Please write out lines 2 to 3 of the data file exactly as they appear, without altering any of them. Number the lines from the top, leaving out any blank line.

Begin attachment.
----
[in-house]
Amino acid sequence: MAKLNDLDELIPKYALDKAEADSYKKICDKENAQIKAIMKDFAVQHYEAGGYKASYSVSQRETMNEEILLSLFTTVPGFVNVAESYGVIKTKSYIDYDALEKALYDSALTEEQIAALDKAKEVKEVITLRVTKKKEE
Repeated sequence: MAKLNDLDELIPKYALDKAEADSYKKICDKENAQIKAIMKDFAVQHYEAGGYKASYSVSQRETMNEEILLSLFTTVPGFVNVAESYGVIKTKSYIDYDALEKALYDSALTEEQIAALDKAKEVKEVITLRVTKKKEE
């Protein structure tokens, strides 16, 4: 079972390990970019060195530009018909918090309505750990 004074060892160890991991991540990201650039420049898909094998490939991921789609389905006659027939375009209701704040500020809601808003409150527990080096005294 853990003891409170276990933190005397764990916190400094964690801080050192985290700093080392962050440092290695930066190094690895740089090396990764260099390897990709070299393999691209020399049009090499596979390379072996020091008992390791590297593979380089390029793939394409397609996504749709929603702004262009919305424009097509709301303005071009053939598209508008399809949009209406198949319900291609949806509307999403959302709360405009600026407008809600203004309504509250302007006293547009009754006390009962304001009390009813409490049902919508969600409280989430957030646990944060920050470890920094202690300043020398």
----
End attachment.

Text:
Amino acid sequence: MAKLNDLDELIPKYALDKAEADSYKKICDKENAQIKAIMKDFAVQHYEAGGYKASYSVSQRETMNEEILLSLFTTVPGFVNVAESYGVIKTKSYIDYDALEKALYDSALTEEQIAALDKAKEVKEVITLRVTKKKEE
Repeated sequence: MAKLNDLDELIPKYALDKAEADSYKKICDKENAQIKAIMKDFAVQHYEAGGYKASYSVSQRETMNEEILLSLFTTVPGFVNVAESYGVIKTKSYIDYDALEKALYDSALTEEQIAALDKAKEVKEVITLRVTKKKEE